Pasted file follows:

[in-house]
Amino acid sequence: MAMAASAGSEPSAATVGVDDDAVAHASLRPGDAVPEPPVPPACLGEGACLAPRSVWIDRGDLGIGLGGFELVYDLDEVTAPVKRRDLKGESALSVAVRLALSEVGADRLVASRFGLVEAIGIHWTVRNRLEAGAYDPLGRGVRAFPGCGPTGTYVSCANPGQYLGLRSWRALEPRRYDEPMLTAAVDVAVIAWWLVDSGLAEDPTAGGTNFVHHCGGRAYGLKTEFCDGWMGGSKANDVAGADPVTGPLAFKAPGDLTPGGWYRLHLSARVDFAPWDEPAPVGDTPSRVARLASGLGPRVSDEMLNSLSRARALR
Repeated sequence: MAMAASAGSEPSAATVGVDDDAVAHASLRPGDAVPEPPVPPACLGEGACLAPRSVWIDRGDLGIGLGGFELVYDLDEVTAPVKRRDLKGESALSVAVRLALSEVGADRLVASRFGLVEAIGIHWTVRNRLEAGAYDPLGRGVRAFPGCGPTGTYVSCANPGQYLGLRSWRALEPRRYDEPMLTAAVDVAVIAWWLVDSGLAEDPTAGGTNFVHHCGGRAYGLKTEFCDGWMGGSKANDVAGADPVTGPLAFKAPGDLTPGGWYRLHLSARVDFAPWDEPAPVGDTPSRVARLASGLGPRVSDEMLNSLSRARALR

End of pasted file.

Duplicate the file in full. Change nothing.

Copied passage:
[in-house]
Amino acid sequence: MAMAASAGSEPSAATVGVDDDAVAHASLRPGDAVPEPPVPPACLGEGACLAPRSVWIDRGDLGIGLGGFELVYDLDEVTAPVKRRDLKGESALSVAVRLALSEVGADRLVASRFGLVEAIGIHWTVRNRLEAGAYDPLGRGVRAFPGCGPTGTYVSCANPGQYLGLRSWRALEPRRYDEPMLTAAVDVAVIAWWLVDSGLAEDPTAGGTNFVHHCGGRAYGLKTEFCDGWMGGSKANDVAGADPVTGPLAFKAPGDLTPGGWYRLHLSARVDFAPWDEPAPVGDTPSRVARLASGLGPRVSDEMLNSLSRARALR
Repeated sequence: MAMAASAGSEPSAATVGVDDDAVAHASLRPGDAVPEPPVPPACLGEGACLAPRSVWIDRGDLGIGLGGFELVYDLDEVTAPVKRRDLKGESALSVAVRLALSEVGADRLVASRFGLVEAIGIHWTVRNRLEAGAYDPLGRGVRAFPGCGPTGTYVSCANPGQYLGLRSWRALEPRRYDEPMLTAAVDVAVIAWWLVDSGLAEDPTAGGTNFVHHCGGRAYGLKTEFCDGWMGGSKANDVAGADPVTGPLAFKAPGDLTPGGWYRLHLSARVDFAPWDEPAPVGDTPSRVARLASGLGPRVSDEMLNSLSRARALR